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I am asked to find the Galois Group of the polynomial $x^4 - 7$ over $\mathbb{F}_5$. I am wondering if the following is correct:

The splitting field of $x^4 - 7 = x^4 - 2$ over $\mathbb{F}_5$ is $\mathbb{F}_5(\sqrt[4]{2},i)$ where $i,\sqrt[2]{2}$ lie in a fixed algebraic closure of $\mathbb{F}_5$ and $i^2 = -1$ and $(\sqrt[4]{2})^4 = 2$. Since $2^2 = 4 = -1 \in \mathbb{F}_5$ we see that $i = 2$. Now, $x^4 - 2$ does not have any roots in $\mathbb{F}_5$ and so $[\mathbb{F}_5(\sqrt[4]{2}): \mathbb{F}_5] = 2$ or $4$ which means the Galois Group is either order $2$ or $4$. If it were $2$, then $\sqrt[4]{2} = a + b\sqrt{2}$ where $a,b \in \mathbb{F}_5$. After squaring we must have that $a^2 + b^2 = 0$ and $2ab = 1$. This is an impossibility and so the degree of this extension (and hence the order of the Galois group) is $4$.

Consider $\sigma: \mathbb{F}_5(\sqrt[4]{2}) \to \mathbb{F}_5(\sqrt[4]{2})$ given by $\sigma(\sqrt[4]{2}) = 2\sqrt[4]{2}$. This is an automorphism of $\mathbb{F}_5(\sqrt[4]{2})$ of order $4$ and so must be the the galois group is $\langle \sigma \rangle$.

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    $\begingroup$ Typo in the question? $\endgroup$ Aug 1, 2020 at 20:52
  • $\begingroup$ @paulgarrett fixed $\endgroup$
    – Mike
    Aug 1, 2020 at 20:55
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    $\begingroup$ I think the first equation you get when squaring should be $a^2+2b^2=0$. Other than that it looks ok to me. You may want to explain why (in the case when the extension has degree $2$), it follows that all the elements have the form $a+b\sqrt2$. That may have been done in class already - cannot tell. $\endgroup$ Aug 1, 2020 at 21:01
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    $\begingroup$ My go to -technique in questions like this would be to observe that $\root4\of2$ must be a root of unity of order sixteen. A quadratic extension of $\Bbb{F}_5$ has $25$ elements, so its multiplicative group has $25-1=24$. But $16\nmid 24$, so $\root4\of2$ cannot belong to the quadratic extension. $\endgroup$ Aug 1, 2020 at 21:03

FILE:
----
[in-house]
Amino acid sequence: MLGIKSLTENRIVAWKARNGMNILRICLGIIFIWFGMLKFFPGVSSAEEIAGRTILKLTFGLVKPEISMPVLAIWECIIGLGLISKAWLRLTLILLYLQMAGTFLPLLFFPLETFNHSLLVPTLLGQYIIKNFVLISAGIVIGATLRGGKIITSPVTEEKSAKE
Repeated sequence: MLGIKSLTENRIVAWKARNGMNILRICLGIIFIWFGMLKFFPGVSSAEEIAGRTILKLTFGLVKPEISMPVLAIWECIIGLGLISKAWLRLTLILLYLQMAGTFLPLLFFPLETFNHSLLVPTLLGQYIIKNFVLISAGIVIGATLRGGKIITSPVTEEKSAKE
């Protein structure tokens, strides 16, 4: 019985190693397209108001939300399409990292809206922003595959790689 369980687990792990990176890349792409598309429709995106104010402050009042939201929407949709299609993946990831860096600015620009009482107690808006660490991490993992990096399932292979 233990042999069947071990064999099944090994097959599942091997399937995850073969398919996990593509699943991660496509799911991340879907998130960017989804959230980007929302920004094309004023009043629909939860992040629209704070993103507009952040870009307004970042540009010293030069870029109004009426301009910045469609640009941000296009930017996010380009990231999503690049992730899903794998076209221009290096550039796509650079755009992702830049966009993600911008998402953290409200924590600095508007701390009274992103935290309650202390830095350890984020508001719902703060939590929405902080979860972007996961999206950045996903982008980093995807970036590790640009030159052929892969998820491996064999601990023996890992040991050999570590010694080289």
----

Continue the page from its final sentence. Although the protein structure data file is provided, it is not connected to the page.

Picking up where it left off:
• $\begingroup$ @JyrkiLahtonen Thank you for the comment $\endgroup$
    – Mike
    Aug 1, 2020 at 21:08

2 Answers 2

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I am stating an alternative path.

I will show that $x^4-2$ is irreducible over $\mathbb F_5$ and hence $[\mathbb F_5(\sqrt[4] 2):\mathbb F_5]=4$.

Also $\mathbb F_5$ contains fourth root of unity over $\mathbb F_5$($\because a^{(5-1)}\equiv 1(\mod 5) $ for all $a\in \mathbb F_5^*$ ). So $x^4-2$ splits over $\mathbb F_5(\sqrt[4] 2)$. $$x^4-2=\prod_{a\in \mathbb F_5^*}(x-a\sqrt[4]2)$$

If $g(x)$ is a factor of characteristic $x^4-2$ then $g(-x)$ is also a factor . $x^4-2$ has no root in $\mathbb F_5$.

Then observe that if $x^4-2$ reducible then only possibility is $$x^4-2=(x^2+ax+b)(x^2-ax+b)=x^4+(2b-a^2)x^2+b^2x$$ $\therefore 2b=a^2$ and $b^2=2$ . But this is not possible for any $a,b\in \mathbb F_5$.

So $x^4-2$ is irreducible in $\mathbb F_5$. Then you have $[\mathbb F_5(\sqrt[4] 2):\mathbb F_5]=4$.

After this use the fact that every finite extension over a finite field is cyclic. (you can find a proof here)

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Here’s another way of looking at the problem:

You’re asking for $\sqrt[4]2$ and the extension it generates over $\Bbb F_5$.

Now, $2$ is of (multiplicative) order $4$ in $\Bbb F_5^\times$, so its fourth root will be of order $16$. So you’re looking for the smallest power $5^m$ such that $\Bbb F_{5^m}$ has order ($5^m-1$) divisible by $16$. You see that $25$ and $125$ are no good, but surenough, $16\mid624=5^4-1$. So the degree of the splitting field is four. (Note: all extensions of finite fields are normal, abelian, cyclic.)

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  • $\begingroup$ Thank you for the comment $\endgroup$
    – Mike
    Aug 2, 2020 at 1:11

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